First, even though the optical setup was designed such that the LED illuminates all particles in the overlapping FOV of the two views, the nonuniform illumination of the LED causes particles in the middle of the FOV to be brighter than those on the edges (Fig. 3a). To correct for this nonuniformity, raw images from the camera were preprocessed by Wellner’s adaptive thresholding method (Wellner 1993) to create binary images of particles (Figs. 3b,c). This process allows all particles that are brighter than the immediate surrounding background to be detected regardless of the absolute intensity of both background and particles. This process also detects particles in the overlapping FOV that are out of focus in each view and treat them the same as in-focus particles. With this processing step, the raw images become binary images such that all detected particles have the same uniform intensity and are approximately spherical.

With a large depth of field, the location of the peak of the correlation function is the weighted sum of the individual correlation functions at each range z from the imager (Bourdon et al. 2003):
Cυ(x,y)=αz=zminzmaxc(x,y,z),
where Cυ is the overall correlation of the entire volume, c(x, y, z) is the individual correlation at range z, α is a proportional constant, and zmin and zmax are the boundaries in range of the illuminated particle field. Typically, the volumetric correlation is accomplished by decomposing the image with regards to point spread function of seed particles with known size (Fouras et al. 2009). However, the VIV is intended to use natural particles, so the particle sizes cannot be known a priori.
Opportunistically, medium-scale oceanographic currents, such as internal waves and wind-driven waves, are often periodic and unidirectional in short periods of measurement time (Garwood et al. 2020; Johansen 2014). As a result, we can make simplifying assumptions that all particles in the illuminating volume are moving at the same velocity and are uniformly distributed in the volume. We further assume that particle size distribution is constant within the volume such that the average size of the imaged particles at every range is the same. Since we use binary images from the adaptive thresholding step, we can model these particles as approximately spherical with a projection of uniform circles of average radius r. The correlation peak of each depth would be located at −fΔ(X, Y)/z, where f is the focal length of the imager and Δ(X, Y) is the particle displacement. These assumptions simplify the correlation function at each range to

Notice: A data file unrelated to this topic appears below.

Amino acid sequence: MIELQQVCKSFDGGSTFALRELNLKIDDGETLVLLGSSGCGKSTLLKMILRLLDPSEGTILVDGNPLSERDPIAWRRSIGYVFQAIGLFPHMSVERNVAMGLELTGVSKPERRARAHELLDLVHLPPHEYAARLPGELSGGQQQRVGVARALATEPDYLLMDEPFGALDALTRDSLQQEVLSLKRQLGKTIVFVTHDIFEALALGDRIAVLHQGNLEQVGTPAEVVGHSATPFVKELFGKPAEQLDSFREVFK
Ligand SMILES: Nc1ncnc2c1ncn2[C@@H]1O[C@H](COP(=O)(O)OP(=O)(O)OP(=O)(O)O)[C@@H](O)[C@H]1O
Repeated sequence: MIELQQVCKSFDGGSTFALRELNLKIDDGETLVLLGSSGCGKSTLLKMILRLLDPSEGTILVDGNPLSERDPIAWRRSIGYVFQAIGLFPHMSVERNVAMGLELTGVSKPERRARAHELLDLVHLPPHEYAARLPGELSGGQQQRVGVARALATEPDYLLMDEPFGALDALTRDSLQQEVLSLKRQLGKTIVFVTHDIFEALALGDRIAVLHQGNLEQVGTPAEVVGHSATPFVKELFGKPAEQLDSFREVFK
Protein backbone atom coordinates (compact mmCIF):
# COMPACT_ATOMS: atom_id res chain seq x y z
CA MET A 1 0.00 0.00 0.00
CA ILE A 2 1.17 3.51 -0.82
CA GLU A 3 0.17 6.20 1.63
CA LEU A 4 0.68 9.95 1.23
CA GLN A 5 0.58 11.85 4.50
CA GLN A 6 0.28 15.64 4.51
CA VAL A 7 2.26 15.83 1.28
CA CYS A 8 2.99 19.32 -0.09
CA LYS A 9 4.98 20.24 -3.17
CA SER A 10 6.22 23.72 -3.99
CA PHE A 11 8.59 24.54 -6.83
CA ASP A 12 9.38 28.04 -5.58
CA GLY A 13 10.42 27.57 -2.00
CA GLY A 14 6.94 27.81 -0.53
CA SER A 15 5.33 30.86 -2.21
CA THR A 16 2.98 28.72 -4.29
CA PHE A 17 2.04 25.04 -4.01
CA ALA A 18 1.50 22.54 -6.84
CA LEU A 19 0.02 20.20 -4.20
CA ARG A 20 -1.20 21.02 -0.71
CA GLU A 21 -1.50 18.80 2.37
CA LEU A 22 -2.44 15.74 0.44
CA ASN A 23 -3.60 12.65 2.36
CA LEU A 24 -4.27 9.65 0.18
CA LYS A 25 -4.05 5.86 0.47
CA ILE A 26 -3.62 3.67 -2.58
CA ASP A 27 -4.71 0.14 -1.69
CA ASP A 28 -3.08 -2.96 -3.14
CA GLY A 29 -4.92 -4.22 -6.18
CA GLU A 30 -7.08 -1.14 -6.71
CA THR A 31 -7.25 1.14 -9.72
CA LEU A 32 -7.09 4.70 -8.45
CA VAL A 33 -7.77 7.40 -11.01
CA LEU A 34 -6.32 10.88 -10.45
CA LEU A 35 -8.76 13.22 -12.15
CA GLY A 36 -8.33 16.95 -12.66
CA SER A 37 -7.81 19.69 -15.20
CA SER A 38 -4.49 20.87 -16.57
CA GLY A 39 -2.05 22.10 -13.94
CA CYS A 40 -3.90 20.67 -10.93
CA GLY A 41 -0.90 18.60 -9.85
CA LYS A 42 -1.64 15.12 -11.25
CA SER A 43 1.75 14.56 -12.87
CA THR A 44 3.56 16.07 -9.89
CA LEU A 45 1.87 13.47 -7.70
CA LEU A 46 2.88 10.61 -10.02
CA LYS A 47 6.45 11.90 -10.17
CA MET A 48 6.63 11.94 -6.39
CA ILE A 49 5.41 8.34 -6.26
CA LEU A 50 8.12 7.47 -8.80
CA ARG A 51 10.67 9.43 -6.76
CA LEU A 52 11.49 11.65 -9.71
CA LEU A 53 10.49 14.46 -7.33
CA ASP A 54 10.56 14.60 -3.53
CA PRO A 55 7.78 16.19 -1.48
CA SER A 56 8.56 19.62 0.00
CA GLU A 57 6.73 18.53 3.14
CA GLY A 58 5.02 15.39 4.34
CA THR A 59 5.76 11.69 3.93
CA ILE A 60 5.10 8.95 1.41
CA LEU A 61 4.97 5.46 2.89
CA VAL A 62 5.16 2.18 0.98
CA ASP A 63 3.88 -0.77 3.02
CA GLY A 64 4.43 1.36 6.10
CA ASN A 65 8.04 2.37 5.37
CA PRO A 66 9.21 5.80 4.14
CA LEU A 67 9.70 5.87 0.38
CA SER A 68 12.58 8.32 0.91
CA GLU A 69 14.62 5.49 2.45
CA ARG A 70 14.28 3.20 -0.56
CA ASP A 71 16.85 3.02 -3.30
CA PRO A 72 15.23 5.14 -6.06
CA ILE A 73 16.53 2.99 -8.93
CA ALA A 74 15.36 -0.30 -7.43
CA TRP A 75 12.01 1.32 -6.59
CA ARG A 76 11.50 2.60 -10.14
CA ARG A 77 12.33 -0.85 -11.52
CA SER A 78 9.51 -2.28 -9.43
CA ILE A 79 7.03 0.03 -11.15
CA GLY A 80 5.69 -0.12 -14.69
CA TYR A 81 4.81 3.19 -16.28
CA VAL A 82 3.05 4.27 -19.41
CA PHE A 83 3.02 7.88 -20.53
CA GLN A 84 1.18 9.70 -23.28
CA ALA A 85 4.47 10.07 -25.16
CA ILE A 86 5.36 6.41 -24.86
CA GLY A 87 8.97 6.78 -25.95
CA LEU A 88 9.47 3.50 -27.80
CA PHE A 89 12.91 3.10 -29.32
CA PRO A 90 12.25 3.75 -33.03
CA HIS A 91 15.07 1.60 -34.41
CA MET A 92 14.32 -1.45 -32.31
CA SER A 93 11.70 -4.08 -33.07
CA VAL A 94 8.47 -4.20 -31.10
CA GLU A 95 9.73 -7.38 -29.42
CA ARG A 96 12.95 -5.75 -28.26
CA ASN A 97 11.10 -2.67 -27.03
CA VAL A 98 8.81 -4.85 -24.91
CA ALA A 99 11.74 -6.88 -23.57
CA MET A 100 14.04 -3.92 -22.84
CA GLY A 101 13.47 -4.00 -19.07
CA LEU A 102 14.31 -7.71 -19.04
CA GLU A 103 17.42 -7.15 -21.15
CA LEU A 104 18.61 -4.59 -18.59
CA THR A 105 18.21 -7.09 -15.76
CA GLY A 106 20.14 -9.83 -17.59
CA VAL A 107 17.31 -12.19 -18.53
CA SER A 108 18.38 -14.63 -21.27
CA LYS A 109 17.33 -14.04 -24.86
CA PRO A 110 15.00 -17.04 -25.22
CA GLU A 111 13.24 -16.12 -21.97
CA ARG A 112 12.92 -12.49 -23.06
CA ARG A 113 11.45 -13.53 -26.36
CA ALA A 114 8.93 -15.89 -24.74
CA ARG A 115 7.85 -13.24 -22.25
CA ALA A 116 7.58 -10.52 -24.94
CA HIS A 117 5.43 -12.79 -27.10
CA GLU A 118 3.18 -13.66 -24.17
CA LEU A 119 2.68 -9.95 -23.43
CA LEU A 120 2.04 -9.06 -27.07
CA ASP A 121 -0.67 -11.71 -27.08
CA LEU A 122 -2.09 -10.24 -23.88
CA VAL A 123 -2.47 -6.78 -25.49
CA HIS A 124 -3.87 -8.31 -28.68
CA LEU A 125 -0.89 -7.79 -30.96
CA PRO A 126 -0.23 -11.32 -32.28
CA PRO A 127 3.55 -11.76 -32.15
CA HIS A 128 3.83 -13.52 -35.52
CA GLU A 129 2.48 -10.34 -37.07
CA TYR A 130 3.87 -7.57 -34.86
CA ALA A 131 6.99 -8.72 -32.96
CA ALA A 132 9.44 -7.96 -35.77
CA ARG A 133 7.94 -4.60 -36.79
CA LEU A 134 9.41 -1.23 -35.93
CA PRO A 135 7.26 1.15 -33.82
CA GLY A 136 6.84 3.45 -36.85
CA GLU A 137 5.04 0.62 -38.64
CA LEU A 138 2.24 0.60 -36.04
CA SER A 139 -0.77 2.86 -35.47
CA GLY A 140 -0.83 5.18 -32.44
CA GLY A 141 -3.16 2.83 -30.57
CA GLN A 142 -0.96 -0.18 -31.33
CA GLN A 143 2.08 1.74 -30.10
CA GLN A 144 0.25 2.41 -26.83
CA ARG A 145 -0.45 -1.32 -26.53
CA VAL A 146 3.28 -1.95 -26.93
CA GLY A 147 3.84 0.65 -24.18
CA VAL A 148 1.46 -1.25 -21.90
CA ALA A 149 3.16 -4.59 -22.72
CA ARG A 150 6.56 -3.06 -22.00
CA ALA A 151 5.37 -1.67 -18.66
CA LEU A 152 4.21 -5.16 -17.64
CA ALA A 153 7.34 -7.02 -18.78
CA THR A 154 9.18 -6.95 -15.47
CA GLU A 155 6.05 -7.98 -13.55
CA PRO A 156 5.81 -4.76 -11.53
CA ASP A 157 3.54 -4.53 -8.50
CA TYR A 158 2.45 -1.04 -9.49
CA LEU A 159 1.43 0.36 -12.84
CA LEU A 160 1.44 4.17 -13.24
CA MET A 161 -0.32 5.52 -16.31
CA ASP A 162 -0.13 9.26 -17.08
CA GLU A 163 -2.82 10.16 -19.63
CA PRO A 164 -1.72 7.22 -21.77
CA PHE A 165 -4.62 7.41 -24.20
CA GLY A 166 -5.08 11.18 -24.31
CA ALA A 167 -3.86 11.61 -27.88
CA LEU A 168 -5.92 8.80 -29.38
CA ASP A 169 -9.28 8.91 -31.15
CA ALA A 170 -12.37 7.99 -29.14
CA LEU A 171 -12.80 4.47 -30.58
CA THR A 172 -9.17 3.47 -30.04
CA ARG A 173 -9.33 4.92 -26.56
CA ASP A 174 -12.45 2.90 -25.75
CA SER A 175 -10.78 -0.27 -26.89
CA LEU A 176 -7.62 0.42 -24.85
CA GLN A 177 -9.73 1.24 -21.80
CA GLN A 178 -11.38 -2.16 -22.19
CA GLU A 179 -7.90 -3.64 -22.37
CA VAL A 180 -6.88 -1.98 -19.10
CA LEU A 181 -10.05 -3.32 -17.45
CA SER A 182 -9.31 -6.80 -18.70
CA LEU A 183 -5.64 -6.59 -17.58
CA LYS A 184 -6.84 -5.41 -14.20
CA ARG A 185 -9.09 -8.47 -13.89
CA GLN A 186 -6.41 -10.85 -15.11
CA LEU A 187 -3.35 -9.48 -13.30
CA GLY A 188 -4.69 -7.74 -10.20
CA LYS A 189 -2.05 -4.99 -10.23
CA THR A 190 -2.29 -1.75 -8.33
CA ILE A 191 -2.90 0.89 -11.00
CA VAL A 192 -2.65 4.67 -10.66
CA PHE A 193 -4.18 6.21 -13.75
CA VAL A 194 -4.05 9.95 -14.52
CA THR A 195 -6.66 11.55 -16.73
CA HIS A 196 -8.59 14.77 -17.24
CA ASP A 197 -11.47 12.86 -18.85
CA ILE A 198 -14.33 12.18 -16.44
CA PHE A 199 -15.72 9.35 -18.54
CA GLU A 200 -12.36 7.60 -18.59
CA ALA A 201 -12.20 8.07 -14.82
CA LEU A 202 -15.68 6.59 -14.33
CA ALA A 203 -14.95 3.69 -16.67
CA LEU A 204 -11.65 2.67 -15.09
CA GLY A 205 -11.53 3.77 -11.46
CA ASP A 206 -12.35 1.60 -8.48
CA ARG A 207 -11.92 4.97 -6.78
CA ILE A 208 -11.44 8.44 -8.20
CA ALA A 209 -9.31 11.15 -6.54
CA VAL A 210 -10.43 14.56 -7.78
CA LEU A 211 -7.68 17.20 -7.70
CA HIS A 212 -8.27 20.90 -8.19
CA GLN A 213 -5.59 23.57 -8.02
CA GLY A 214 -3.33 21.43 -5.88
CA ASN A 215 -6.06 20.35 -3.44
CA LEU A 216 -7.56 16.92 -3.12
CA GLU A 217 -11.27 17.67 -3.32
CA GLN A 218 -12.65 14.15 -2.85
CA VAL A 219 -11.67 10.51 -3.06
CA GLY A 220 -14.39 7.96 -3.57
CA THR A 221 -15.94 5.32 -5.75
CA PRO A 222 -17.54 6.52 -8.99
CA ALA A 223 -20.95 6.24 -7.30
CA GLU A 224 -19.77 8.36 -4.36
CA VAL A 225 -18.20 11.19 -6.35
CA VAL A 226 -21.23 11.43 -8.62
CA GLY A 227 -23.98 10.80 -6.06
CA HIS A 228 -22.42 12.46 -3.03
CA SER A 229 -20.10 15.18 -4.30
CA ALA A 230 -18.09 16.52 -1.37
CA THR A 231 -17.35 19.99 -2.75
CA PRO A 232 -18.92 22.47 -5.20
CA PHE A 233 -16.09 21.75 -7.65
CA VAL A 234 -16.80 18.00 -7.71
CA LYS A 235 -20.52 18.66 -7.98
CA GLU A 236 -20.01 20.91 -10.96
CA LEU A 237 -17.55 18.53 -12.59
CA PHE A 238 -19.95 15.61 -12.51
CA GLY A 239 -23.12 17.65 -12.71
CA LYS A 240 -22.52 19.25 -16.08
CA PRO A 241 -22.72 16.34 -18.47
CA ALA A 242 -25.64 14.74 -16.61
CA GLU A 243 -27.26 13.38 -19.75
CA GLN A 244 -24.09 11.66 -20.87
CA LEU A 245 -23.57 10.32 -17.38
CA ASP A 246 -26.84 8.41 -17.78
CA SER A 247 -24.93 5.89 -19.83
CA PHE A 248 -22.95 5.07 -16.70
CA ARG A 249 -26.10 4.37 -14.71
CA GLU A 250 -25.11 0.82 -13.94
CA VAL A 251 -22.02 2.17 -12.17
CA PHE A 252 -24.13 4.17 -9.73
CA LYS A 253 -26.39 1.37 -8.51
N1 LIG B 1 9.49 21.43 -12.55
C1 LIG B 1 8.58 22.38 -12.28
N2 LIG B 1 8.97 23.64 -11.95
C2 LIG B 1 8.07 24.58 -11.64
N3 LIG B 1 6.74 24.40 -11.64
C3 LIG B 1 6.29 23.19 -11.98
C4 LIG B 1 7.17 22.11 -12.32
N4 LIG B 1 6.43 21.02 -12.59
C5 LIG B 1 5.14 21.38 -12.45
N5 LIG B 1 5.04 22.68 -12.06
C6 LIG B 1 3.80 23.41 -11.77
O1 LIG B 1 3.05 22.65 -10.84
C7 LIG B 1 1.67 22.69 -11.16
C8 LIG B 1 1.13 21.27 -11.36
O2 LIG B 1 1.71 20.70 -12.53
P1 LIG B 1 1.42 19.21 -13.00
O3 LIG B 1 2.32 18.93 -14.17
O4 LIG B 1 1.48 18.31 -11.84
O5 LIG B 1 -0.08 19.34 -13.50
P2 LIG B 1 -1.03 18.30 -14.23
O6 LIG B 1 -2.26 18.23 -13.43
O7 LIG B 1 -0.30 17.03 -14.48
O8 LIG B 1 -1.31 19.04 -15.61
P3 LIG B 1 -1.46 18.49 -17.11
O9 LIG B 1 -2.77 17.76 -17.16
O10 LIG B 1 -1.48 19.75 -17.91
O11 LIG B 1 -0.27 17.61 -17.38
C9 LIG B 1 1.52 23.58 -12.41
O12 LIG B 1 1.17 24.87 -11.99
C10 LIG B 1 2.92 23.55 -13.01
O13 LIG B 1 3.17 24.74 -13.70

c(x,y,z)=αI0(z)[1|(x,y)f(ΔX,ΔY)z|r],
when fX, ΔY)/zr ≤ (x, y) ≤ fX, ΔY)/z +r, and c(x, y, z) = 0 otherwise. The intensity of particles I0(z) is proportional to 1/z2 (Olsen and Adrian 2000). We can then substitute (2) into (1) and take the integral form of the Riemann sum as
Cυ(x,y)=βzminzmax1z2[1|(x,y)f(ΔX,ΔY)z|r]dz,
where β is a constant. Solving the integral yields the peak location at
(x^,y^)=f(zmin3+zmax32)1/3(ΔX,ΔY)=M(ΔX,ΔY).
As a result, the measured displacement (x^,y^) from this simplifying correlation is proportional to the real displacement (ΔX, ΔY).
The proportional constant M only depends on the system parameters, so it can be obtained from laboratory calibration. However, even though this proportional constant does not depend on the particle size distribution, the size distribution still affects the shape of the cross correlation as seen in (3). In real implementation, there will be out-of-focus particles and occasional large particles that can cause the cross-correlation map to be noisy. This noise can reduce the accuracy of the peak detection in the algorithm, resulting in a less reliable velocity estimation. As a result, it is important to track the signal-to-noise ratio (SNR) of the correlation, which represents the measurement uncertainty in velocity estimation. In this study, we will use the primary peak ratio method (Xue et al. 2014),
SNR=P1P2,
where P1 is the magnitude of the primary peak of the cross-correlation map, and P2 is the magnitude of the second-tallest peak.

For the VIV, 400 × 400 pixels regions from both views of the camera are processed with adaptive thresholding method to generate binary images. These binary images are then cross correlated to compute the projected velocities from left view and right view, designated as υ1 = (υx1, υy1) and υ2 = (υx2, υy2), respectively. We implemented this cross correlation and peak detection using the OpenPIV Python package (Liberzon et al. 2016). Next, the apparent velocities from both views, V1 and V2, are obtained by multiplying the projected velocities with the multiplicative constant M obtained from laboratory calibration. Finally, both V1 and V2 are used to perform stereo reconstruction with the extrinsic parameters of the two views to compute the true velocity in three dimensions V = Vx, Vy, Vz (Prasad 2000). This process is outlined in Fig. 4.

Fig. 4.
Fig. 4.

Outline of the algorithm used in the VIV to reconstruct the 3D flow velocity from the images obtained from both views of the system. Here lowercase υ indicates projected velocities, and uppercase V indicates real velocities.

Citation: Journal of Atmospheric and Oceanic Technology 38, 6; 10.1175/JTECH-D-20-0115.1